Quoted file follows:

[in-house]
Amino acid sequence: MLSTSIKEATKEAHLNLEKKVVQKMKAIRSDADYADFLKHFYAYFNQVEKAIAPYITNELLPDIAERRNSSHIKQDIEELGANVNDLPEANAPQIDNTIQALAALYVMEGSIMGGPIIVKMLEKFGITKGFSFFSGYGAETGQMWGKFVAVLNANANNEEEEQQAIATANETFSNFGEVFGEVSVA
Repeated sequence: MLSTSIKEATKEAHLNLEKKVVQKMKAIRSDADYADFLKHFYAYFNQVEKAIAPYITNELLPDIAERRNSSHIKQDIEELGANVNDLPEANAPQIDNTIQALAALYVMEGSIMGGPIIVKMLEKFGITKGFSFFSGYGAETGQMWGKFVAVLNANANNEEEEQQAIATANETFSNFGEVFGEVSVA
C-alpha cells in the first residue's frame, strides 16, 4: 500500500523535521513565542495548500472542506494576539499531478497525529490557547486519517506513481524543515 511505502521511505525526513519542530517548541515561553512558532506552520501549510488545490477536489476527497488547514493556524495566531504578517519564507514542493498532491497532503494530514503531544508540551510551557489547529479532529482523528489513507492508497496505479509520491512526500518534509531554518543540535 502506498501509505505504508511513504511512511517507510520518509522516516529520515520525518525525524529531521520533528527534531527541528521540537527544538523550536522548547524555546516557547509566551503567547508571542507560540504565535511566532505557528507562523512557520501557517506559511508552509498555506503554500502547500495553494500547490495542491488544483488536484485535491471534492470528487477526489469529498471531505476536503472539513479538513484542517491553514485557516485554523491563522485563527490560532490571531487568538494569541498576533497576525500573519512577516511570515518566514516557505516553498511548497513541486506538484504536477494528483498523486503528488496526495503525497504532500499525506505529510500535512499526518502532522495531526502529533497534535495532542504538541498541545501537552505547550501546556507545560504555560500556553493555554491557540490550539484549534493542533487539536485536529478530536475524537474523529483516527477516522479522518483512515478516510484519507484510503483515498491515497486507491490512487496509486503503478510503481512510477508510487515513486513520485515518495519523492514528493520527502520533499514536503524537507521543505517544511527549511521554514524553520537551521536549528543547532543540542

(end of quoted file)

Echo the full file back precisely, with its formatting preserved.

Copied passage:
[in-house]
Amino acid sequence: MLSTSIKEATKEAHLNLEKKVVQKMKAIRSDADYADFLKHFYAYFNQVEKAIAPYITNELLPDIAERRNSSHIKQDIEELGANVNDLPEANAPQIDNTIQALAALYVMEGSIMGGPIIVKMLEKFGITKGFSFFSGYGAETGQMWGKFVAVLNANANNEEEEQQAIATANETFSNFGEVFGEVSVA
Repeated sequence: MLSTSIKEATKEAHLNLEKKVVQKMKAIRSDADYADFLKHFYAYFNQVEKAIAPYITNELLPDIAERRNSSHIKQDIEELGANVNDLPEANAPQIDNTIQALAALYVMEGSIMGGPIIVKMLEKFGITKGFSFFSGYGAETGQMWGKFVAVLNANANNEEEEQQAIATANETFSNFGEVFGEVSVA
C-alpha cells in the first residue's frame, strides 16, 4: 500500500523535521513565542495548500472542506494576539499531478497525529490557547486519517506513481524543515 511505502521511505525526513519542530517548541515561553512558532506552520501549510488545490477536489476527497488547514493556524495566531504578517519564507514542493498532491497532503494530514503531544508540551510551557489547529479532529482523528489513507492508497496505479509520491512526500518534509531554518543540535 502506498501509505505504508511513504511512511517507510520518509522516516529520515520525518525525524529531521520533528527534531527541528521540537527544538523550536522548547524555546516557547509566551503567547508571542507560540504565535511566532505557528507562523512557520501557517506559511508552509498555506503554500502547500495553494500547490495542491488544483488536484485535491471534492470528487477526489469529498471531505476536503472539513479538513484542517491553514485557516485554523491563522485563527490560532490571531487568538494569541498576533497576525500573519512577516511570515518566514516557505516553498511548497513541486506538484504536477494528483498523486503528488496526495503525497504532500499525506505529510500535512499526518502532522495531526502529533497534535495532542504538541498541545501537552505547550501546556507545560504555560500556553493555554491557540490550539484549534493542533487539536485536529478530536475524537474523529483516527477516522479522518483512515478516510484519507484510503483515498491515497486507491490512487496509486503503478510503481512510477508510487515513486513520485515518495519523492514528493520527502520533499514536503524537507521543505517544511527549511521554514524553520537551521536549528543547532543540542